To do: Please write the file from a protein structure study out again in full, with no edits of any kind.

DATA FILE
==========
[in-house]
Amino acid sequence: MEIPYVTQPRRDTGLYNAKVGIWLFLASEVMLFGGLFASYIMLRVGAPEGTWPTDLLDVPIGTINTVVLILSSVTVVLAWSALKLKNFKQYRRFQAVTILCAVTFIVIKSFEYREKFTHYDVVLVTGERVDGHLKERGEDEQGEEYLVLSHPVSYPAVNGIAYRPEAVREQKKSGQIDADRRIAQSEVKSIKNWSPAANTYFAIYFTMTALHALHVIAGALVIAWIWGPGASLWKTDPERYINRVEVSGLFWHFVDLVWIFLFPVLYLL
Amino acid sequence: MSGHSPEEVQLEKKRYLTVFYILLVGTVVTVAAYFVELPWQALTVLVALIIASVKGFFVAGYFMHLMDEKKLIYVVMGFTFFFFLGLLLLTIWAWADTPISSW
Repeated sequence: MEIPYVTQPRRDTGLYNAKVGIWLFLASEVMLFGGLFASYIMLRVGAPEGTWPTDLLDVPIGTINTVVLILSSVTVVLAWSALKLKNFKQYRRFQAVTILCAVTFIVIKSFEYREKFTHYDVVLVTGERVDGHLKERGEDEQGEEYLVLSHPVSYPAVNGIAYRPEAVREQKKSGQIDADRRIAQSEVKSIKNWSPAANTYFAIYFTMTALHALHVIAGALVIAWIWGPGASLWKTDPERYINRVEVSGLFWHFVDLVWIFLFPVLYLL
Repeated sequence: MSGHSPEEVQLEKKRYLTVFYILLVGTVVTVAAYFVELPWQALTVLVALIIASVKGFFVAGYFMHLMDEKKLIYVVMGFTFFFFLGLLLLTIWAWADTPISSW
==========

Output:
[in-house]
Amino acid sequence: MEIPYVTQPRRDTGLYNAKVGIWLFLASEVMLFGGLFASYIMLRVGAPEGTWPTDLLDVPIGTINTVVLILSSVTVVLAWSALKLKNFKQYRRFQAVTILCAVTFIVIKSFEYREKFTHYDVVLVTGERVDGHLKERGEDEQGEEYLVLSHPVSYPAVNGIAYRPEAVREQKKSGQIDADRRIAQSEVKSIKNWSPAANTYFAIYFTMTALHALHVIAGALVIAWIWGPGASLWKTDPERYINRVEVSGLFWHFVDLVWIFLFPVLYLL
Amino acid sequence: MSGHSPEEVQLEKKRYLTVFYILLVGTVVTVAAYFVELPWQALTVLVALIIASVKGFFVAGYFMHLMDEKKLIYVVMGFTFFFFLGLLLLTIWAWADTPISSW
Repeated sequence: MEIPYVTQPRRDTGLYNAKVGIWLFLASEVMLFGGLFASYIMLRVGAPEGTWPTDLLDVPIGTINTVVLILSSVTVVLAWSALKLKNFKQYRRFQAVTILCAVTFIVIKSFEYREKFTHYDVVLVTGERVDGHLKERGEDEQGEEYLVLSHPVSYPAVNGIAYRPEAVREQKKSGQIDADRRIAQSEVKSIKNWSPAANTYFAIYFTMTALHALHVIAGALVIAWIWGPGASLWKTDPERYINRVEVSGLFWHFVDLVWIFLFPVLYLL
Repeated sequence: MSGHSPEEVQLEKKRYLTVFYILLVGTVVTVAAYFVELPWQALTVLVALIIASVKGFFVAGYFMHLMDEKKLIYVVMGFTFFFFLGLLLLTIWAWADTPISSW